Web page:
PARIS SHOPPING 101

PARIS SHOPPING 101

Sunday, December 21, 2003

Bought presents for everybody but yourself? There's still time to ask Santa for cash and a plane ticket to Paris so you can hit the spectacular post-holiday sales that start the second week in January. Here are some tips to help you find the deals -- and compensate for an exchange rate that's more naughty than nice.

WHAT'S THE DEAL? From Jan. 7 to Feb.7, nearly every store in Paris will put fall and winter merchandise on sale. Discounts of 50 percent off are commonplace. Dates are officially set by the government. Best deals are on seasonal items like clothing, but it's rare to find a store that isn't playing along. (Hint: Look for the signs that say soldes.) Avoid the Saturday crowds and remember, most shops are closed on Sundays.

WHERE THE BUYS ARE: Short on time? Hit the department stores (info and addresses are listed at http://www.paris-touristoffice.com/) to up your buying power with discount cards and tax refunds (see below). At Monoprix stores, scattered across the city, find bargains on clothing, accessories and makeup; most also have groceries downstairs. For a convenient block of discount shops, head to Rue Saint-Placide, between Cherche-Midi and Sèvres (6th Arrondissement; Metro: Sèvres-Babylone), where Mouton à Cinq Pattes (No. 8) has designer clothing and Du Pareil Au Même (No. 14) sells creative kids' wear. Farther afield, Rue d'Alésia (14th Arrondissement; Metro: Alésia) is lined with outlet stores, including Cacharel (No. 114) and Daniel Hechter (No. 92).

Or keep an eye out for these money-saving clues on the front of stores: dégriffé (designer merchandise with labels removed); stock (surplus stock boutiques, often outlets) and dépôt-vente (resale shop).

DISCOUNT CARDS: Department stores Au Printemps, Galeries Lafayette and La Samaritaine offer 10 percent discount cards year-round. Find them in tourist brochures or ask at the stores' welcome desks. You must show your passport with each purchase, and some products are excluded.

TAX REFUND: Taxes of up to 19.6 percent are included in French sticker prices. You can get some of it back if you spend a minimum of 175 euros (about $215) in the same store on the same day. This sweet deal, for non-EU citizens only, is the detaxe. The easiest tactic is to group your purchases at a single department store, then take the receipts to a customer service desk, where they'll start the paperwork for a 12 percent refund to your credit card. Don't forget your passport. Other tourist-friendly stores should give the detaxe and may refund more than 12 percent -- but ask before buying.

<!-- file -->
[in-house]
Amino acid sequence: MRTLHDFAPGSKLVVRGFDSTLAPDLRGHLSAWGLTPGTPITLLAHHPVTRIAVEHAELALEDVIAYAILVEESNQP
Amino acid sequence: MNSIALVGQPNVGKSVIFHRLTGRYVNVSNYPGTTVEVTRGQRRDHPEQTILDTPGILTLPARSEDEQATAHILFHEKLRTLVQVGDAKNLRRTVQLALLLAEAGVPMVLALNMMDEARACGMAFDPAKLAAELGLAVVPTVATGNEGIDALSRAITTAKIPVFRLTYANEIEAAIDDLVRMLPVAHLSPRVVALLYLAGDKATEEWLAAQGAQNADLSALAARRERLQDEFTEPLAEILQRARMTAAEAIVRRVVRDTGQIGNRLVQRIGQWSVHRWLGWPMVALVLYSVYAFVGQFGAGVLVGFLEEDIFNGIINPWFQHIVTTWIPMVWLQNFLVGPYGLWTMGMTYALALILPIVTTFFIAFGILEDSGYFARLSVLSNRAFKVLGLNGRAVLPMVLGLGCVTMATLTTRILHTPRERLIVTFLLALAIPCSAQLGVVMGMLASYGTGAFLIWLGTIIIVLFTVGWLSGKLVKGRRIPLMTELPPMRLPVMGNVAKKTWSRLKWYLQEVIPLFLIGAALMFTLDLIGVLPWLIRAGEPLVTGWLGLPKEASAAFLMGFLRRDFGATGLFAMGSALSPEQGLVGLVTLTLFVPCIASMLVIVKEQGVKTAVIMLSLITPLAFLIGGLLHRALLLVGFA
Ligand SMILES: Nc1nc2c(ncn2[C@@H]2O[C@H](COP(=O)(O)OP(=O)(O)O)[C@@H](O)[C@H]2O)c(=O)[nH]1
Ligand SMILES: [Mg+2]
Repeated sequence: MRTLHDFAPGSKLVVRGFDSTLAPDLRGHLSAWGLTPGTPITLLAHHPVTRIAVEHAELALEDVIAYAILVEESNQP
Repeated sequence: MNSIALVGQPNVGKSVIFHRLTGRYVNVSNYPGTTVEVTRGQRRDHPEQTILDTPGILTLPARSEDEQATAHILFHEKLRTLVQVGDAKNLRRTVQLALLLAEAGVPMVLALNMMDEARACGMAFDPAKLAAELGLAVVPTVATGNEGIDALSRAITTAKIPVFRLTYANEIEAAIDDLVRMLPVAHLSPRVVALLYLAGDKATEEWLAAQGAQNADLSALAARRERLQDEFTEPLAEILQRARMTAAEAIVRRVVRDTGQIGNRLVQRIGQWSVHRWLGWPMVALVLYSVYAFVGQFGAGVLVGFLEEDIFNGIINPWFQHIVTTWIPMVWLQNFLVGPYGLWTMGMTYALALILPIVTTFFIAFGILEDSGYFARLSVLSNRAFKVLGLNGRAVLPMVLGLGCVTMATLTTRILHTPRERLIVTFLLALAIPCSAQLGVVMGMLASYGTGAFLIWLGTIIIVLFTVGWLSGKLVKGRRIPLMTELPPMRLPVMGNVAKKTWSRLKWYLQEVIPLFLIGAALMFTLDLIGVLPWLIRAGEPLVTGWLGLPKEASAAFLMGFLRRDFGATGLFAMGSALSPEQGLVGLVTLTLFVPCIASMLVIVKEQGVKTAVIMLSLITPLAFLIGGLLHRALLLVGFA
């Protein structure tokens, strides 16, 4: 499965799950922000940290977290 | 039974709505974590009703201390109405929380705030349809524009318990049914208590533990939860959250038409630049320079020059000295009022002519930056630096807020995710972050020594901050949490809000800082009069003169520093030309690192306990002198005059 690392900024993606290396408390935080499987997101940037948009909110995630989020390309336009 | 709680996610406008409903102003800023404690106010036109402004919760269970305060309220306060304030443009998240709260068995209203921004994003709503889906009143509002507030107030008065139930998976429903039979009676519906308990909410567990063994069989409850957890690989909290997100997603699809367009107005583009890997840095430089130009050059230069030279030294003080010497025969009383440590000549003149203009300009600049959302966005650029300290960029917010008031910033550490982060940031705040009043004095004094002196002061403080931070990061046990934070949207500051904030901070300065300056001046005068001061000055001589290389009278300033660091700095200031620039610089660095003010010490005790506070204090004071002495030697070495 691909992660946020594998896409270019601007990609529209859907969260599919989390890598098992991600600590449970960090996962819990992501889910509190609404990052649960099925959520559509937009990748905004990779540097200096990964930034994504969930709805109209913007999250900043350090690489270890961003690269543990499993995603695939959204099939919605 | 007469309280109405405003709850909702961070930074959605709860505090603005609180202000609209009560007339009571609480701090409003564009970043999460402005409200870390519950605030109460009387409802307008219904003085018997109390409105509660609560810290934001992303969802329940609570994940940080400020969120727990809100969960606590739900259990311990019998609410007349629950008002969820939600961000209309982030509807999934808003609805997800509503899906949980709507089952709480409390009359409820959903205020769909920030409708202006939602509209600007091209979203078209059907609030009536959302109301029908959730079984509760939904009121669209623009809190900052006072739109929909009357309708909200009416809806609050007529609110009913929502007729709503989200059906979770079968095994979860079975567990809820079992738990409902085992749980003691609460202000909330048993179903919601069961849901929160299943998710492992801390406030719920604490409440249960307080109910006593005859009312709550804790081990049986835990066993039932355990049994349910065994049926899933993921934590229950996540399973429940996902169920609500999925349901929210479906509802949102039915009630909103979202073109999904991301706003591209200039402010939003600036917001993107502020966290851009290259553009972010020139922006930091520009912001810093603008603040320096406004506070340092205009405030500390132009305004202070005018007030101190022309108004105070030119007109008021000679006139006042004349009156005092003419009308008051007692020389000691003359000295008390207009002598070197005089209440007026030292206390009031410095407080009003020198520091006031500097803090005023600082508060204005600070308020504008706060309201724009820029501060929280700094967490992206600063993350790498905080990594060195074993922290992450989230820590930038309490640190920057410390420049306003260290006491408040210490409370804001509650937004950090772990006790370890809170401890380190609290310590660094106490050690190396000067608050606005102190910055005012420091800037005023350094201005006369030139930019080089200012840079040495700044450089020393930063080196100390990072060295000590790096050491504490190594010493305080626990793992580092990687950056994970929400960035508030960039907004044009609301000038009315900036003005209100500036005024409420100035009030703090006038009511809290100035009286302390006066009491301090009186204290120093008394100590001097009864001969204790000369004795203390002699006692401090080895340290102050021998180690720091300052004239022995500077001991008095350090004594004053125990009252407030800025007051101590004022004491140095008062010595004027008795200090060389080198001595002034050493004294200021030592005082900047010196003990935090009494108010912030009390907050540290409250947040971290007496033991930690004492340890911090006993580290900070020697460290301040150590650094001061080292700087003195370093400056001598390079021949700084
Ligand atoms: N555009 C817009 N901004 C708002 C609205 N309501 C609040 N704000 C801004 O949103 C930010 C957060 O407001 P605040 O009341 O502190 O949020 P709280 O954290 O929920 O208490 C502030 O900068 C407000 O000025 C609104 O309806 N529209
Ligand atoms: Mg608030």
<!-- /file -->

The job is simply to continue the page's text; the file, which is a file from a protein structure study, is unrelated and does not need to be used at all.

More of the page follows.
When you leave France (or the EU), get the papers stamped at a Customs office and drop them in the mail, using the included envelope. At the airport, do this before checking your luggage (you may have to show the goods) and allow plenty of time to wait in line.

COOL THINGS TO BUY WITHOUT THE EIFFEL TOWER ON THEM: Head to a grocery store for deals under $3, including Maille flavored mustards, Confipote jams, dark chocolate bars, elegant teas and flavored tisanes (herb teas) . . . Monoprix has chunky-chic Rhodia notepads for under $2 . . . Diptyque candles (34 Blvd. Saint Germain, 5th Arrondissement; Metro: Maubert-Mutualité; or department stores) are expensive but divine; save $10 to $20 over U.S. prices . . . For an upscale take on Home Depot, check the paint section at BHV (52/64 Rue de Rivoli, 4th Arrondissement; Metro: Hotel-de-Ville), which offers très-French wall stencils . . . For reasonably priced lingerie, try Darjeeling (Rue de Sèvres at Saint-Placide; 7th Arrondissement; Metro: Sèvres-Babylone), then cross the street to La Grande Epicerie (38 Rue de Sèvres) and ogle the equally sensuous food.

SHOPPING TOURS: Chic Shopping Paris (011-336-14-56-23-11, http://www.chicshoppingparis.com/) offers a number of four-hour tours ranging from food to baby gear to antiques, plus custom sale tours. Price is about $123 per person, with a maximum of five people. French Links (011-331-45-77-01-63, http://www.frenchlinks.com/) has a "Pretty Lady" day of beauty and shopping, a discount designer tour and other offerings. Prices start at $400 for up to six people for four hours. Shopping Plus (011-331-47-53-91-17, http://www.paris-gourmet.com/) has three tours, including haute-couture; cost is about $304 for three hours (including tea) and about $492 for six hours (with lunch) for up to two people.

SHOPPING BOOKS: Love it or hate it, Suzy Gershman's "Born to Shop Paris" (Frommer's, $15.99) is the best-known guide, with some good tips but heavy doses of the author's personality. Other useful resources include the "Insight Guides Shopping in Paris" (Insight Guides, $9.95), by Cathy Muscat, which is organized by location; "The Paris Shopping Companion" (Cumberland House, $12.95 ), by Susan Swire Winkler, also organized by location; and "Best Buys and Bargains in Paris" (Writers Club Press, $12.95), by Jeanne Feldman, organized by product type. Make sure you get the most recent edition, as stores come and go quickly.

INFO: For details on Paris shopping, go to http://www.paris-touristoffice.com/; click on "English," then "Shopping."

-- Gayle Keck


© 2003 The Washington Post Company